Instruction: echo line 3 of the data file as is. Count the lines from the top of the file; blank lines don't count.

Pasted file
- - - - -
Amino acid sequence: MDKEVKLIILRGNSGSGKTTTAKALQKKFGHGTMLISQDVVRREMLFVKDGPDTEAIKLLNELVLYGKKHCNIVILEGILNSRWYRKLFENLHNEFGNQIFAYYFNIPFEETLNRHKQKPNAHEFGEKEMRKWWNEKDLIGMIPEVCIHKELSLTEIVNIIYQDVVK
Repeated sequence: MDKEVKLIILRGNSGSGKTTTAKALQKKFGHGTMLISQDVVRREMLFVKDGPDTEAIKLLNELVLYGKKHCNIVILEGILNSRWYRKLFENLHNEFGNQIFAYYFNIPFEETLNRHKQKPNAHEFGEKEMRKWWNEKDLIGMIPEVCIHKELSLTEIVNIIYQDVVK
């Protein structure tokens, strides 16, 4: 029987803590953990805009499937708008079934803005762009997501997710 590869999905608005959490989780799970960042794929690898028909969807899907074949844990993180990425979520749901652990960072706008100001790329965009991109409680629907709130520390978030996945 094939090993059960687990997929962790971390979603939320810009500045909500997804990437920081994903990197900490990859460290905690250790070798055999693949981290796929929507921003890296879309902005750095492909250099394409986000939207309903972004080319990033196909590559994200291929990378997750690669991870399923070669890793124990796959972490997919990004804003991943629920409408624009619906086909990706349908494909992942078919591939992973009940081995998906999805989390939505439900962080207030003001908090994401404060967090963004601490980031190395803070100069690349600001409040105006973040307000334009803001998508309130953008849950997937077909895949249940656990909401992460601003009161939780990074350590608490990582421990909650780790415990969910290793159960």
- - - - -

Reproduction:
């Protein structure tokens, strides 16, 4: 029987803590953990805009499937708008079934803005762009997501997710 590869999905608005959490989780799970960042794929690898028909969807899907074949844990993180990425979520749901652990960072706008100001790329965009991109409680629907709130520390978030996945 094939090993059960687990997929962790971390979603939320810009500045909500997804990437920081994903990197900490990859460290905690250790070798055999693949981290796929929507921003890296879309902005750095492909250099394409986000939207309903972004080319990033196909590559994200291929990378997750690669991870399923070669890793124990796959972490997919990004804003991943629920409408624009619906086909990706349908494909992942078919591939992973009940081995998906999805989390939505439900962080207030003001908090994401404060967090963004601490980031190395803070100069690349600001409040105006973040307000334009803001998508309130953008849950997937077909895949249940656990909401992460601003009161939780990074350590608490990582421990909650780790415990969910290793159960």